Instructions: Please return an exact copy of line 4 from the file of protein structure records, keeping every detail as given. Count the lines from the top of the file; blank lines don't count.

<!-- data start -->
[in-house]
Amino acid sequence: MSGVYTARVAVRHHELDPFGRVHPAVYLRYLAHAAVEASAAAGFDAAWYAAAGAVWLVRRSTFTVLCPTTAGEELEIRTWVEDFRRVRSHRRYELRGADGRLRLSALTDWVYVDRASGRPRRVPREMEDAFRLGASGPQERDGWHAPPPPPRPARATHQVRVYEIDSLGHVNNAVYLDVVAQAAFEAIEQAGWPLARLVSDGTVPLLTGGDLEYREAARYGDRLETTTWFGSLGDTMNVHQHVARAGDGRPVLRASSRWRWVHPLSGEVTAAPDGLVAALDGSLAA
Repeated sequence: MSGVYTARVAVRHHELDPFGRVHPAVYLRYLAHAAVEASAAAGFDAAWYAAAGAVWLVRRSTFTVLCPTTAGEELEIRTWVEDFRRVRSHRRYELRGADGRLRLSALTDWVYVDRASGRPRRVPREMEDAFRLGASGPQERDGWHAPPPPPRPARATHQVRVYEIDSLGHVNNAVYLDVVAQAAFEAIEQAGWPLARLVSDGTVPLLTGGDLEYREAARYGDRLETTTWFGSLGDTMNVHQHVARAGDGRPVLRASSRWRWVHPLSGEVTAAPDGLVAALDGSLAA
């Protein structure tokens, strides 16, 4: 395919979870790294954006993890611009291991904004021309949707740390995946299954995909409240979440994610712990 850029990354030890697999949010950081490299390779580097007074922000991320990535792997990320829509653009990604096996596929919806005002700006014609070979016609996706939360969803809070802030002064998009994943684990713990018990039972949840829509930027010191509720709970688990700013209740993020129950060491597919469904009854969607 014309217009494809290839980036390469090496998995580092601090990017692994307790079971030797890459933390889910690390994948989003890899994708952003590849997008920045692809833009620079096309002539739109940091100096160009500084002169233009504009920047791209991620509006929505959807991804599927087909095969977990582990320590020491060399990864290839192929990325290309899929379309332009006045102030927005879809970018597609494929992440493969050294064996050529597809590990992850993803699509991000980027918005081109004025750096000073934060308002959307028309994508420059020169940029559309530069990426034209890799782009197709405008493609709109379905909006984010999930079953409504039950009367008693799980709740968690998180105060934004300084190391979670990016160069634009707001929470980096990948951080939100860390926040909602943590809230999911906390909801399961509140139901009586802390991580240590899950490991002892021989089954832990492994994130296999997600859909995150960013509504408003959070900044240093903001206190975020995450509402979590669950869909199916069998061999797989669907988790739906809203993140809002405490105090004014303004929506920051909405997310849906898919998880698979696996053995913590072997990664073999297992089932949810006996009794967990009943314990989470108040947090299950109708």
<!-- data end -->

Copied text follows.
């Protein structure tokens, strides 16, 4: 395919979870790294954006993890611009291991904004021309949707740390995946299954995909409240979440994610712990 850029990354030890697999949010950081490299390779580097007074922000991320990535792997990320829509653009990604096996596929919806005002700006014609070979016609996706939360969803809070802030002064998009994943684990713990018990039972949840829509930027010191509720709970688990700013209740993020129950060491597919469904009854969607 014309217009494809290839980036390469090496998995580092601090990017692994307790079971030797890459933390889910690390994948989003890899994708952003590849997008920045692809833009620079096309002539739109940091100096160009500084002169233009504009920047791209991620509006929505959807991804599927087909095969977990582990320590020491060399990864290839192929990325290309899929379309332009006045102030927005879809970018597609494929992440493969050294064996050529597809590990992850993803699509991000980027918005081109004025750096000073934060308002959307028309994508420059020169940029559309530069990426034209890799782009197709405008493609709109379905909006984010999930079953409504039950009367008693799980709740968690998180105060934004300084190391979670990016160069634009707001929470980096990948951080939100860390926040909602943590809230999911906390909801399961509140139901009586802390991580240590899950490991002892021989089954832990492994994130296999997600859909995150960013509504408003959070900044240093903001206190975020995450509402979590669950869909199916069998061999797989669907988790739906809203993140809002405490105090004014303004929506920051909405997310849906898919998880698979696996053995913590072997990664073999297992089932949810006996009794967990009943314990989470108040947090299950109708």